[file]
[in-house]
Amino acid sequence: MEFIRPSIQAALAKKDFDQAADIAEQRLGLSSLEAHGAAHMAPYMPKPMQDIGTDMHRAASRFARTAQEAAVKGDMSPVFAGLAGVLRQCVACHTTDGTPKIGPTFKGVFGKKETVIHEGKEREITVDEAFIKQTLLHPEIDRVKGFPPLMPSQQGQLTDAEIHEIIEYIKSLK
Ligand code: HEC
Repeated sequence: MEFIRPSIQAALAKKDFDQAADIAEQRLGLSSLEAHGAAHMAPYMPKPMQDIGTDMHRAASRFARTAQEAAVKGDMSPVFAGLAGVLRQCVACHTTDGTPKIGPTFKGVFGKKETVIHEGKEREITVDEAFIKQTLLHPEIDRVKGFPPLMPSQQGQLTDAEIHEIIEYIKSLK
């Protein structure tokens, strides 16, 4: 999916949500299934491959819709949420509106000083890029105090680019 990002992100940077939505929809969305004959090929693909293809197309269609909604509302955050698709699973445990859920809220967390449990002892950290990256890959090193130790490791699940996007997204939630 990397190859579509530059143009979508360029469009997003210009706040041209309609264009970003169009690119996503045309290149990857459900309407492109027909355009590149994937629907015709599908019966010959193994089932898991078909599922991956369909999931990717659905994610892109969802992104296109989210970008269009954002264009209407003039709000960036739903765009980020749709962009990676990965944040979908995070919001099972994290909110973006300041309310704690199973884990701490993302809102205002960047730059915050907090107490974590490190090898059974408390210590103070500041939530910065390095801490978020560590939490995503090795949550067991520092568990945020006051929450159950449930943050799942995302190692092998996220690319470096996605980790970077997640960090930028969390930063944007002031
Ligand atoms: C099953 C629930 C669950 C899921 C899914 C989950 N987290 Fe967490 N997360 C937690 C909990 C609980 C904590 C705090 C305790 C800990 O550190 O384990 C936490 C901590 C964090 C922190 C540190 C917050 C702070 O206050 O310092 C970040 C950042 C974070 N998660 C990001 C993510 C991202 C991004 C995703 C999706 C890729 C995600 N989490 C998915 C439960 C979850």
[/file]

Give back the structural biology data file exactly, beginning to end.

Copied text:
[in-house]
Amino acid sequence: MEFIRPSIQAALAKKDFDQAADIAEQRLGLSSLEAHGAAHMAPYMPKPMQDIGTDMHRAASRFARTAQEAAVKGDMSPVFAGLAGVLRQCVACHTTDGTPKIGPTFKGVFGKKETVIHEGKEREITVDEAFIKQTLLHPEIDRVKGFPPLMPSQQGQLTDAEIHEIIEYIKSLK
Ligand code: HEC
Repeated sequence: MEFIRPSIQAALAKKDFDQAADIAEQRLGLSSLEAHGAAHMAPYMPKPMQDIGTDMHRAASRFARTAQEAAVKGDMSPVFAGLAGVLRQCVACHTTDGTPKIGPTFKGVFGKKETVIHEGKEREITVDEAFIKQTLLHPEIDRVKGFPPLMPSQQGQLTDAEIHEIIEYIKSLK
């Protein structure tokens, strides 16, 4: 999916949500299934491959819709949420509106000083890029105090680019 990002992100940077939505929809969305004959090929693909293809197309269609909604509302955050698709699973445990859920809220967390449990002892950290990256890959090193130790490791699940996007997204939630 990397190859579509530059143009979508360029469009997003210009706040041209309609264009970003169009690119996503045309290149990857459900309407492109027909355009590149994937629907015709599908019966010959193994089932898991078909599922991956369909999931990717659905994610892109969802992104296109989210970008269009954002264009209407003039709000960036739903765009980020749709962009990676990965944040979908995070919001099972994290909110973006300041309310704690199973884990701490993302809102205002960047730059915050907090107490974590490190090898059974408390210590103070500041939530910065390095801490978020560590939490995503090795949550067991520092568990945020006051929450159950449930943050799942995302190692092998996220690319470096996605980790970077997640960090930028969390930063944007002031
Ligand atoms: C099953 C629930 C669950 C899921 C899914 C989950 N987290 Fe967490 N997360 C937690 C909990 C609980 C904590 C705090 C305790 C800990 O550190 O384990 C936490 C901590 C964090 C922190 C540190 C917050 C702070 O206050 O310092 C970040 C950042 C974070 N998660 C990001 C993510 C991202 C991004 C995703 C999706 C890729 C995600 N989490 C998915 C439960 C979850």